3. Results

One hundred thirteen patients with MS and 146 unrelated healthy controls were enrolled. Detailed characteristics of the study population have been previously described (in press) and are summarized in Table 1.

Genotype frequencies for rs2248359 and rs703842 were in HWE among controls (p = 0.26 and p = 0.63 respectively). The genotypic and allelic distribution of both polymorphisms in MS cases and controls are presented in Table 2. No

Table 1. Characteristics of MS patients and controls.

¹Number and percentage N(%); ²mean and standard deviation; ³median and interquartile range; MS: Multiple Sclerosis; RRMS: Relapsing-Remitting Multiple Sclerosis; SPMS: Secondary Progressive Multiple Sclerosis; PPMS: Primary Progressive Multiple Sclerosis; EDSS: Expanded Disability Status Scale; MSSS: Multiple Sclerosis Severity Scale; DSL: vitamin D3 Serum Level.

Table 2. Comparison of genotypic and allelic distribution of rs2248359 (CYP24A1) and rs703842 (CYP27B1) polymorphisms between MS patients and controls.

MS: Multiple Sclerosis; CYP24A1 genotypes (CC = wild type; CT = heterozygote; CC = mutant type); CYP27B1 genotypes (AA = wild type; AG = heterozygote; GG = mutant type).

statistically significant differences in the proportions of either polymorphism were found between the two study groups (p = 0.50 for rs2248359 and p = 0.18 for rs703842). However, regarding the dominant genetic and the allelic models , there was a trend for a higher frequency of the minor G allele of rs703842 in controls than patients, but these results remained slightly below significance (p = 0.07 and p = 0.08 respectively). These results suggest that both SNPs were not associated with MS and thus did not influence the risk of developing MS disease among Moroccans.

Results of the association tests of each genotyped SNP with clinical characteristics of patients are summarized in Table 3, and with DSLs in patients and controls in Table 4. Neither rs2248359 nor rs703842 had any impact on age at onset, MS type, EDSS score or MSSS within MS patients. Similarly, no association was found between the two SNPs genotypes and DSLs in our series (p > 0.05 for all).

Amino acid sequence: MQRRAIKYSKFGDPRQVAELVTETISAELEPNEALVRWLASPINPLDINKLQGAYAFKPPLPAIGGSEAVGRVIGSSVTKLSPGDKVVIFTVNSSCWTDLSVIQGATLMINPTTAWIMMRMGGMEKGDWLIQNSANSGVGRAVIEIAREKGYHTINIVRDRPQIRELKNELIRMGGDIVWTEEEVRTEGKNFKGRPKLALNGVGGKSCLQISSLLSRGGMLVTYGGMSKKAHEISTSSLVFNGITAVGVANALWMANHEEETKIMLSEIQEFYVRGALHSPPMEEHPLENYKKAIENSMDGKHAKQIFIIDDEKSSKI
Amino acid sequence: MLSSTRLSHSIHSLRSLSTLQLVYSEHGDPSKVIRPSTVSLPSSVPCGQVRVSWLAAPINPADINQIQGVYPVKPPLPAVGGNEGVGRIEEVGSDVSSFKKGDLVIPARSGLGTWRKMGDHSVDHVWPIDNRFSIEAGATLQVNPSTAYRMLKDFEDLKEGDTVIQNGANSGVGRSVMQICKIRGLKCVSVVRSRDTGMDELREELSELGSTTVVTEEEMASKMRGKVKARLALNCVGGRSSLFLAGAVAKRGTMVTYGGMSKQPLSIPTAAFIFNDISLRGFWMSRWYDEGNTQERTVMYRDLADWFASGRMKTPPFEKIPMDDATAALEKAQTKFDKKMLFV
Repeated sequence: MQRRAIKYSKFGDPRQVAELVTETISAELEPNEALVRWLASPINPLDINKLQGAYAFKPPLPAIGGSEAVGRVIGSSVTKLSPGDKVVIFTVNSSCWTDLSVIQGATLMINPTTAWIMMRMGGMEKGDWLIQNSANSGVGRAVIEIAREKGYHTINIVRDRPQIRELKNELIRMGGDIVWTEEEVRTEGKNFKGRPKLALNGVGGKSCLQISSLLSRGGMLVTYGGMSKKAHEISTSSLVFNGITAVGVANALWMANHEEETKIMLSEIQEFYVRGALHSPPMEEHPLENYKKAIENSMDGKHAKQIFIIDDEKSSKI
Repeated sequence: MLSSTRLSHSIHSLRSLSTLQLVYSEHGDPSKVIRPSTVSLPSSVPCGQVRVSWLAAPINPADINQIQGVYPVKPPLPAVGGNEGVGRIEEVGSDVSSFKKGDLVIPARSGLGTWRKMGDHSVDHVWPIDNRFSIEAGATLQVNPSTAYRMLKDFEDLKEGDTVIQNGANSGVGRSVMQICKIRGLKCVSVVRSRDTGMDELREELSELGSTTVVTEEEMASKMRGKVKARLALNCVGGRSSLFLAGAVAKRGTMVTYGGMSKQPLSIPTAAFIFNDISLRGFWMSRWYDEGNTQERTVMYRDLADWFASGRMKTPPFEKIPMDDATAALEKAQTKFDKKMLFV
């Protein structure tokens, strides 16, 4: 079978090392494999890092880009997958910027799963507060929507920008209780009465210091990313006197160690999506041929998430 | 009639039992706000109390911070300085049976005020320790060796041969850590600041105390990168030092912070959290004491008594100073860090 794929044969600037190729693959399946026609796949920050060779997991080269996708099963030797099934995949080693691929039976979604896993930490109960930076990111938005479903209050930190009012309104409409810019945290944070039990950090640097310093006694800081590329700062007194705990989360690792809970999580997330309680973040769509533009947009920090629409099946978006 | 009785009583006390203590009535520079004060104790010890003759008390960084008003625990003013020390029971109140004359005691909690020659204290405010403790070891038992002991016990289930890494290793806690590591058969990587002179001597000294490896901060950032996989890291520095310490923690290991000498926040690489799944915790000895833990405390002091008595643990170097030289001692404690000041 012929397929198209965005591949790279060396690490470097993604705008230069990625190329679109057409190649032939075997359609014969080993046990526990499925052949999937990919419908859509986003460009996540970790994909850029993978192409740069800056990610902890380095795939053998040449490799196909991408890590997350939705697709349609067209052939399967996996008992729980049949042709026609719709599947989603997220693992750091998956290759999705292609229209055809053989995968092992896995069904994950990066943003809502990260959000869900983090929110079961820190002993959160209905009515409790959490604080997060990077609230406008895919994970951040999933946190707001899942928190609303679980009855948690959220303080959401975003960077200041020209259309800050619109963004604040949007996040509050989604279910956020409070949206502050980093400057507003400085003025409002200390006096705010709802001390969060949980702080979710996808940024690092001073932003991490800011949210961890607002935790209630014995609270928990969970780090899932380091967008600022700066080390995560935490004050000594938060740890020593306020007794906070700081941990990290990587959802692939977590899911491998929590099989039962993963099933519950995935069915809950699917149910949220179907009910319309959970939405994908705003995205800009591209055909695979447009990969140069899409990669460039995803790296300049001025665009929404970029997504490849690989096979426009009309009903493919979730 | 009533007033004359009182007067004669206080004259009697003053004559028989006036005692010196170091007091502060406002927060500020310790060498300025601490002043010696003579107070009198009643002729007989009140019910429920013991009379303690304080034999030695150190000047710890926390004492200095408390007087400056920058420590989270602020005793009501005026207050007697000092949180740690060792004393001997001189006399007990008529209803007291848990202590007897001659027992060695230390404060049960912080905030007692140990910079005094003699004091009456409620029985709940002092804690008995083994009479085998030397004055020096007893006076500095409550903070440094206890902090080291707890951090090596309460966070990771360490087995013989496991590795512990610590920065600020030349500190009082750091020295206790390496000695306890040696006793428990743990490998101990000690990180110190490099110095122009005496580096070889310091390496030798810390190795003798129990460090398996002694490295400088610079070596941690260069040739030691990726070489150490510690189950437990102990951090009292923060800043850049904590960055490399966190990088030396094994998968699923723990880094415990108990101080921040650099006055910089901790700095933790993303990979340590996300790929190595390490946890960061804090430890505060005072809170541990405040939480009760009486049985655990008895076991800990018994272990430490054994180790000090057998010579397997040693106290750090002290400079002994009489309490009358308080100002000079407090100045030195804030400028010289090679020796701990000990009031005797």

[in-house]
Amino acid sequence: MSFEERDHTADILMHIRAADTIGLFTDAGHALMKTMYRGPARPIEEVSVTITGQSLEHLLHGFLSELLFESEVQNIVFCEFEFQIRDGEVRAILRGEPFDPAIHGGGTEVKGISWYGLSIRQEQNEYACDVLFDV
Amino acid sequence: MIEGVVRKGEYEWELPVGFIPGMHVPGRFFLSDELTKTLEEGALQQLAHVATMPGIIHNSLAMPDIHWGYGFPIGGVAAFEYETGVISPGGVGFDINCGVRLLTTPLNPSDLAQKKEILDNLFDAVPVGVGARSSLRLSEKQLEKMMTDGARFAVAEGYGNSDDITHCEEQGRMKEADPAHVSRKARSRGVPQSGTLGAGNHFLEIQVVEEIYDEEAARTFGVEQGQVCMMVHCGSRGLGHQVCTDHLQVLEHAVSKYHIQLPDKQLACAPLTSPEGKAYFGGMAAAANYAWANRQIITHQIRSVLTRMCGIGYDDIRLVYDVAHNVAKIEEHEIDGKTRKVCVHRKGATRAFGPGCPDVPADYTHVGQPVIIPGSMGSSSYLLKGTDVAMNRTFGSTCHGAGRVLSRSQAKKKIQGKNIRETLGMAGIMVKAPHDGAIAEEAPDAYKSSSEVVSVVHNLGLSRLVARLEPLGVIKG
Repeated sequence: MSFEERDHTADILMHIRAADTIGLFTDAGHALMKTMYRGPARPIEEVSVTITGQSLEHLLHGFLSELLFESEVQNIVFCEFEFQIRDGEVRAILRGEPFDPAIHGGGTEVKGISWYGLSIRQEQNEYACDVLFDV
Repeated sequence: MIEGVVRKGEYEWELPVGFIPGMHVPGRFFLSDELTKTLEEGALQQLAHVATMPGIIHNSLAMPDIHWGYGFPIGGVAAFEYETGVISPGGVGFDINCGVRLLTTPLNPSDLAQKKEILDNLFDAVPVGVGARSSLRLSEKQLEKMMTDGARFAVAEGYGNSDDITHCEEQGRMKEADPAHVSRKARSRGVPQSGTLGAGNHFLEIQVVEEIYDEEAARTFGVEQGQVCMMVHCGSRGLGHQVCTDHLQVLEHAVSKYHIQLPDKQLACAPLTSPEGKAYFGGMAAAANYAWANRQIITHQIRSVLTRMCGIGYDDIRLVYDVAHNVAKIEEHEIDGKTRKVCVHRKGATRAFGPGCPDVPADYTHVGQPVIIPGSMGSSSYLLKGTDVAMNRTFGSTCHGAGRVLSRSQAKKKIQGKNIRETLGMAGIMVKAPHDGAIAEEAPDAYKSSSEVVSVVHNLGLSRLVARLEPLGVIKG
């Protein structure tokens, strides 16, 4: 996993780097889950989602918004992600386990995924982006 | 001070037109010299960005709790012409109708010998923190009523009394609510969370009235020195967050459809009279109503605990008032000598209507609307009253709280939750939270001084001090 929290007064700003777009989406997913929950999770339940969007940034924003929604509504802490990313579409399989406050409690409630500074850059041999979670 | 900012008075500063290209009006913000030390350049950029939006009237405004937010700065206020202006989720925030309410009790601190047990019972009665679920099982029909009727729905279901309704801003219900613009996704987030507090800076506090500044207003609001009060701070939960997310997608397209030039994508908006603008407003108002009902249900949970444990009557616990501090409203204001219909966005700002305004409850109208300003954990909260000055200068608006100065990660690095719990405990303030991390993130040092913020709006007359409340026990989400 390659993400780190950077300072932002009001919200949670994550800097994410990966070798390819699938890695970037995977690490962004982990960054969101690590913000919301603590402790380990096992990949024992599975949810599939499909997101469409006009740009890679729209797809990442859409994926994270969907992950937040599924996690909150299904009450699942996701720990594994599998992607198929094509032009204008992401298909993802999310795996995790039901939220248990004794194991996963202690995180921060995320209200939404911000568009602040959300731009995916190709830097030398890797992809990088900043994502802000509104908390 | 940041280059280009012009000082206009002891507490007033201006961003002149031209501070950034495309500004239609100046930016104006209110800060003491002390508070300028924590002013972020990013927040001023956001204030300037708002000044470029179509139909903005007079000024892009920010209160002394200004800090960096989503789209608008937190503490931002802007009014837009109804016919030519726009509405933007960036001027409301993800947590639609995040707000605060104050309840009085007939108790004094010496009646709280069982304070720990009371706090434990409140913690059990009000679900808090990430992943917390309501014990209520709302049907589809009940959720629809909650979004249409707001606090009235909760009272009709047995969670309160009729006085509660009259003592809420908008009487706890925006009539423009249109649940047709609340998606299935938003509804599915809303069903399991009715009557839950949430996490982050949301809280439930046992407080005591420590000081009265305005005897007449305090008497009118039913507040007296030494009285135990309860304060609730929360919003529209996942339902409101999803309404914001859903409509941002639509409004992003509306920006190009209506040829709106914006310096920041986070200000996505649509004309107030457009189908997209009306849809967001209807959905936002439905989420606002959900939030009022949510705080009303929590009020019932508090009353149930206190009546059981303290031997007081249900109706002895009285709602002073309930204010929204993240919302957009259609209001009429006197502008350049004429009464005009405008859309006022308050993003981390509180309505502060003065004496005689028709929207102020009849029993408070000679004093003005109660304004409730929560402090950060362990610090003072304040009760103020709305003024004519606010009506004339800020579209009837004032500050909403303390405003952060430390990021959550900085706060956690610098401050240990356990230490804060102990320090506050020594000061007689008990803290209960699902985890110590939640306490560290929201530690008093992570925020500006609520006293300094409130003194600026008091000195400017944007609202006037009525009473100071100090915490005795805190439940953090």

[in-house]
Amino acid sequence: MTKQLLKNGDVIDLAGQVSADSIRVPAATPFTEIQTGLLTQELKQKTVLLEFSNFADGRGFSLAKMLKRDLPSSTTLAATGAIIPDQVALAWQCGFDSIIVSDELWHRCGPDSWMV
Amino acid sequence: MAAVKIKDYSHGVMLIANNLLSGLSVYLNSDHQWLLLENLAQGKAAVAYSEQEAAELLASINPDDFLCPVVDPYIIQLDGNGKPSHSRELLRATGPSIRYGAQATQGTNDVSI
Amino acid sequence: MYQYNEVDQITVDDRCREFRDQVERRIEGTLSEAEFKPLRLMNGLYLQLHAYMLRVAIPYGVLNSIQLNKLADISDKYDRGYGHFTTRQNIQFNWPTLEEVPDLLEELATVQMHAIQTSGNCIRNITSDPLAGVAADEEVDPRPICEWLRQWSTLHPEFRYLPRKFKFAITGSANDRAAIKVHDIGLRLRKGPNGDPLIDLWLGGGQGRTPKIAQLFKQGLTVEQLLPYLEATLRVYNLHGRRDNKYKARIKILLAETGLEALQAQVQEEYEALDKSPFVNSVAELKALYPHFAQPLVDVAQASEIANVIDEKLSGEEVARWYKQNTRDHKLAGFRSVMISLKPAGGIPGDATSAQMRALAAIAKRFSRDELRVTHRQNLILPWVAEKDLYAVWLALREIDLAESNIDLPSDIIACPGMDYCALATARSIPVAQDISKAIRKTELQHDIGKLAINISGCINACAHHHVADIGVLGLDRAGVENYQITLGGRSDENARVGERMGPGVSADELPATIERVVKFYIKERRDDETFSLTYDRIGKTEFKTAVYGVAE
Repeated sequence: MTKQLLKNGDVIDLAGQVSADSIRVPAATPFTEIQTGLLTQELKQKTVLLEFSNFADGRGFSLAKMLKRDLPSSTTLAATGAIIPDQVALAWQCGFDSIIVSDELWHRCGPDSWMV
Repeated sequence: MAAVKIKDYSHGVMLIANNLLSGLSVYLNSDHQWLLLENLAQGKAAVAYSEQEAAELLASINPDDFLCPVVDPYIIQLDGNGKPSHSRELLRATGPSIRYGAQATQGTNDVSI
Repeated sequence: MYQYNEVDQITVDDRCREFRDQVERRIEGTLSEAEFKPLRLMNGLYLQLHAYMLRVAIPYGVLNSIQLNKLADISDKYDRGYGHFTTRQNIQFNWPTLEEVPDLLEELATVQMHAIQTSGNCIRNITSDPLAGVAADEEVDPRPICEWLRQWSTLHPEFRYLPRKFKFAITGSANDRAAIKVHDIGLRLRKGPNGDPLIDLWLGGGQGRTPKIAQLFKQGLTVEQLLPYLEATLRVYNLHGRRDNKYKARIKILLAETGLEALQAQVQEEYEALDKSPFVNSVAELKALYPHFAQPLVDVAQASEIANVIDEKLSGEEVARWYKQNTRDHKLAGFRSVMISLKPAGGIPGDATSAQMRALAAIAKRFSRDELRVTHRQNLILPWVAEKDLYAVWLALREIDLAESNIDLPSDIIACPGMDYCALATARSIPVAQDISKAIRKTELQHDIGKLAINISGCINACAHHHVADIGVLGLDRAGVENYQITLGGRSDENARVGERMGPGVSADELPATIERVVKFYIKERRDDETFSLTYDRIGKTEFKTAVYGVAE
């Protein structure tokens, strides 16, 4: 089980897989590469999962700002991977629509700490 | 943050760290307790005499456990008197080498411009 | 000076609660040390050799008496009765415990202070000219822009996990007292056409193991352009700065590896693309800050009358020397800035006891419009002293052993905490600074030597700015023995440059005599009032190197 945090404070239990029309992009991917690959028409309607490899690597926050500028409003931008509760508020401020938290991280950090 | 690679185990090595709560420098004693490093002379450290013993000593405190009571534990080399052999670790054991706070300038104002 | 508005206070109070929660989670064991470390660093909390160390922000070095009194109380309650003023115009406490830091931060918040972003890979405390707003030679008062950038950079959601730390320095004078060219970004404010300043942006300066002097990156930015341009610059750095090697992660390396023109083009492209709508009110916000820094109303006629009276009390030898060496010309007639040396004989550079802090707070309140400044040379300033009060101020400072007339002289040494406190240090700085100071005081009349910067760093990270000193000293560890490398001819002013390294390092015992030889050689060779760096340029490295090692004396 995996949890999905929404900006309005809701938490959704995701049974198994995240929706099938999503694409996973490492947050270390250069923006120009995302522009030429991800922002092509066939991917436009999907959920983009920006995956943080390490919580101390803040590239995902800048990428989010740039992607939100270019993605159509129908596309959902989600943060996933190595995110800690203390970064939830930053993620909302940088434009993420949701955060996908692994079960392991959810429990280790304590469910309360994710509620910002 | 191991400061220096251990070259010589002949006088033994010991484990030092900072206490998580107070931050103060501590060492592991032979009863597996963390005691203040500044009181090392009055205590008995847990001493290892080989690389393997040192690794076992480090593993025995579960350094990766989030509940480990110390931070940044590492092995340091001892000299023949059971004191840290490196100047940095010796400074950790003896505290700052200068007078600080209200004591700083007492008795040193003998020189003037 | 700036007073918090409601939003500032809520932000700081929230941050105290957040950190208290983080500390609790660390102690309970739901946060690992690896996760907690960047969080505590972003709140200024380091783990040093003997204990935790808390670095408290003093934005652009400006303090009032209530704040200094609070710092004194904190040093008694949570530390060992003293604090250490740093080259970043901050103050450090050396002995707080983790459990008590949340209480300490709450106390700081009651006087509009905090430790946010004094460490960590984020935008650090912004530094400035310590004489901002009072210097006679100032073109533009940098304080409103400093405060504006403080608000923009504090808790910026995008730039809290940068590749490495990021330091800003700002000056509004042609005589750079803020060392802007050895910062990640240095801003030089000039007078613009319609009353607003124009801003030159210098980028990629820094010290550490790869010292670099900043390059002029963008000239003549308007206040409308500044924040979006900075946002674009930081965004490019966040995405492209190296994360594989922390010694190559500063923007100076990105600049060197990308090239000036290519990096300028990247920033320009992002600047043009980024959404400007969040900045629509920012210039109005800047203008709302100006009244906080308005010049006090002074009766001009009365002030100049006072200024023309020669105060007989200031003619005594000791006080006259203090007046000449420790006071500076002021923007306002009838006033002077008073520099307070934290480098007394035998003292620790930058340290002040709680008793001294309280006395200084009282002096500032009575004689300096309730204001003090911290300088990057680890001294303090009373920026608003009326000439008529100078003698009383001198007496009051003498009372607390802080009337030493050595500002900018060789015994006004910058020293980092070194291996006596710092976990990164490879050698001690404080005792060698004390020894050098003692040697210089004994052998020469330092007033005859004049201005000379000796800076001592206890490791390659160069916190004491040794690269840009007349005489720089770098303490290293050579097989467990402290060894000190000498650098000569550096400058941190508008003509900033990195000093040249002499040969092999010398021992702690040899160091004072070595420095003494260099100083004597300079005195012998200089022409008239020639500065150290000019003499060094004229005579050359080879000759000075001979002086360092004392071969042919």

4. Discussion

Hypovitaminosis D has been proposed as a possible risk factor for MS over 40

Table 3. Comparison of MS patients’ clinical characteristics between the different genotypes of rs2248359 (CYP24A1) and rs703842 (CYP27B1) polymorphisms.

¹Mean and standard deviation; ²Number and percentage n (%); MS: Multiple Sclerosis; RRMS: Relapsing-Remitting Multiple Sclerosis; SPMS: Secondary Progressive Multiple Sclerosis; PPMS: Primary Progressive Multiple Sclerosis; EDSS: Expanded Disability Status Scale; MSSS: Multiple Sclerosis Severity Score; CYP24A1 genotypes (CC = wild type; CT = heterozygote; CC = mutant type); CYP27B1 genotypes (AA = wild type; AG = heterozygote; GG = mutant type).

Table 4. Comparison of vitamin D3 serum levels between the different genotypes of rs2248359 (CYP24A1) and rs703842 (CYP27B1) polymorphisms in patients and controls.

¹Mean and standard deviation; DSL: vitamin D3 serum level; MS: Multiple Sclerosis; CYP24A1 genotypes (CC = wild type; CT = heterozygote; CC = mutant type); CYP27B1 genotypes (AA = wild type; AG = heterozygote; GG = mutant type).

years ago, initially to explain the observation of a latitude gradient in MS prevalence [18] . Since then, several studies have focused on the subject to see if low DSLs were associated with a high risk of developing MS, but results obtained are conflicting. Indeed, some case-control studies reported no difference in DSLs between MS patients and controls [19] [20] [21] [22] [23] , while others have observed lower DSLs in MS patients [24] - [31] . In Morocco, we did not find an association between DSL and MS status in a previous study; but our ability to detect an association might have been limited by a very high rate (approximately 98%) of hypovitaminosis D observed in both MS patients and controls (in press).

In parallel, given the possible link of vitamin D with MS susceptibility, it was anticipated that genetic variants of genes involved in DSL regulation might have an influence on MS risk. Studies about the involvement of these genes in MS susceptibility are predominantly focused on association between SNPs and the disease, but surprisingly, most do not relate it to vitamin D concentrations or MS severity markers; Further research is needed in this direction. The most important to date was a collaborative GWAS conducted by the International Multiple Sclerosis Genetics Consortium and the Wellcome Trust Case Control Consortium 2 (IMSGC/WTCCC2) in 15 different countries, on nearly 10,000 MS patients and 17,000 controls, almost all from European ancestry [13] . This cohort was then supplemented by about 15,000 patients and 25,000 controls [32] . Both SNPs (rs2248359 and rs703842) have been reported to be associated with MS in the first study and after enlargement of the cohort. Against this background, and in an effort to investigate the association reported by the IMSGC/WTCCC2 study [13] within the Moroccan population, we conducted a preliminary assessment of rs2248359 and rs703842 effects on MS risk, some clinical features (age at onset, MS type, EDSS score and MSSS) and DSL.